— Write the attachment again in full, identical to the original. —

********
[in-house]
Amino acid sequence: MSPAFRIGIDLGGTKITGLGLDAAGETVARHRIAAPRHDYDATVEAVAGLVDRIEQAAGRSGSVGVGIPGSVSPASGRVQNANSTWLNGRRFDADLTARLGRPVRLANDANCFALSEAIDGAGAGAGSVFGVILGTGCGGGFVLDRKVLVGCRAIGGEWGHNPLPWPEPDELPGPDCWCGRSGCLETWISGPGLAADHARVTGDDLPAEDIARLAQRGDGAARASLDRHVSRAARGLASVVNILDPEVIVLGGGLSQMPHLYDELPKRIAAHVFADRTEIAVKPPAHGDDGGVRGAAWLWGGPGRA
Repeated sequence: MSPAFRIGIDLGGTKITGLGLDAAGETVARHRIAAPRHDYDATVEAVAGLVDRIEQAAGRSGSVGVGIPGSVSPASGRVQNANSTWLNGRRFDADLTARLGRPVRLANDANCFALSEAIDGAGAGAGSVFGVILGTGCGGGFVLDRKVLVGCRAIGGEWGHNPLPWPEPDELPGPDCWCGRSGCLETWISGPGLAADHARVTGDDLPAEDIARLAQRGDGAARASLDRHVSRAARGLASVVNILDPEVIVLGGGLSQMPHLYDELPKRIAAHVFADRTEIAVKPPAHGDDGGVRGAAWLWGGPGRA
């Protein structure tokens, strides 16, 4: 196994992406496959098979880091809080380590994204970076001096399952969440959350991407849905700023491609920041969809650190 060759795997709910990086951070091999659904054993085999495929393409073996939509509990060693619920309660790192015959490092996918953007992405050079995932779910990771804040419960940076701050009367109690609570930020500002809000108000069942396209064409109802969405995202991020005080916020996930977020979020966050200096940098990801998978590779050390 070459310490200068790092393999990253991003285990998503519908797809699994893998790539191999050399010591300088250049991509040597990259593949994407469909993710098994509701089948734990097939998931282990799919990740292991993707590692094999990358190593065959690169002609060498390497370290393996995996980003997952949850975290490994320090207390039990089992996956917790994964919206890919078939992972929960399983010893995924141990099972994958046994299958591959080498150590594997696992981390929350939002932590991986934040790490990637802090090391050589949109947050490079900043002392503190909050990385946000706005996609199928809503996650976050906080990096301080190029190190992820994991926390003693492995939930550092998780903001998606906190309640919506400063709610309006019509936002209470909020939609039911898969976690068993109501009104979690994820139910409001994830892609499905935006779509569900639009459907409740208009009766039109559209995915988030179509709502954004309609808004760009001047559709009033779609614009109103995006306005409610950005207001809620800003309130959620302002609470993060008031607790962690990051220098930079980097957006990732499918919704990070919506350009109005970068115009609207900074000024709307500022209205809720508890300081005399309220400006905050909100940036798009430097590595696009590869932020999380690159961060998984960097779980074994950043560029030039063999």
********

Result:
[in-house]
Amino acid sequence: MSPAFRIGIDLGGTKITGLGLDAAGETVARHRIAAPRHDYDATVEAVAGLVDRIEQAAGRSGSVGVGIPGSVSPASGRVQNANSTWLNGRRFDADLTARLGRPVRLANDANCFALSEAIDGAGAGAGSVFGVILGTGCGGGFVLDRKVLVGCRAIGGEWGHNPLPWPEPDELPGPDCWCGRSGCLETWISGPGLAADHARVTGDDLPAEDIARLAQRGDGAARASLDRHVSRAARGLASVVNILDPEVIVLGGGLSQMPHLYDELPKRIAAHVFADRTEIAVKPPAHGDDGGVRGAAWLWGGPGRA
Repeated sequence: MSPAFRIGIDLGGTKITGLGLDAAGETVARHRIAAPRHDYDATVEAVAGLVDRIEQAAGRSGSVGVGIPGSVSPASGRVQNANSTWLNGRRFDADLTARLGRPVRLANDANCFALSEAIDGAGAGAGSVFGVILGTGCGGGFVLDRKVLVGCRAIGGEWGHNPLPWPEPDELPGPDCWCGRSGCLETWISGPGLAADHARVTGDDLPAEDIARLAQRGDGAARASLDRHVSRAARGLASVVNILDPEVIVLGGGLSQMPHLYDELPKRIAAHVFADRTEIAVKPPAHGDDGGVRGAAWLWGGPGRA
């Protein structure tokens, strides 16, 4: 196994992406496959098979880091809080380590994204970076001096399952969440959350991407849905700023491609920041969809650190 060759795997709910990086951070091999659904054993085999495929393409073996939509509990060693619920309660790192015959490092996918953007992405050079995932779910990771804040419960940076701050009367109690609570930020500002809000108000069942396209064409109802969405995202991020005080916020996930977020979020966050200096940098990801998978590779050390 070459310490200068790092393999990253991003285990998503519908797809699994893998790539191999050399010591300088250049991509040597990259593949994407469909993710098994509701089948734990097939998931282990799919990740292991993707590692094999990358190593065959690169002609060498390497370290393996995996980003997952949850975290490994320090207390039990089992996956917790994964919206890919078939992972929960399983010893995924141990099972994958046994299958591959080498150590594997696992981390929350939002932590991986934040790490990637802090090391050589949109947050490079900043002392503190909050990385946000706005996609199928809503996650976050906080990096301080190029190190992820994991926390003693492995939930550092998780903001998606906190309640919506400063709610309006019509936002209470909020939609039911898969976690068993109501009104979690994820139910409001994830892609499905935006779509569900639009459907409740208009009766039109559209995915988030179509709502954004309609808004760009001047559709009033779609614009109103995006306005409610950005207001809620800003309130959620302002609470993060008031607790962690990051220098930079980097957006990732499918919704990070919506350009109005970068115009609207900074000024709307500022209205809720508890300081005399309220400006905050909100940036798009430097590595696009590869932020999380690159961060998984960097779980074994950043560029030039063999």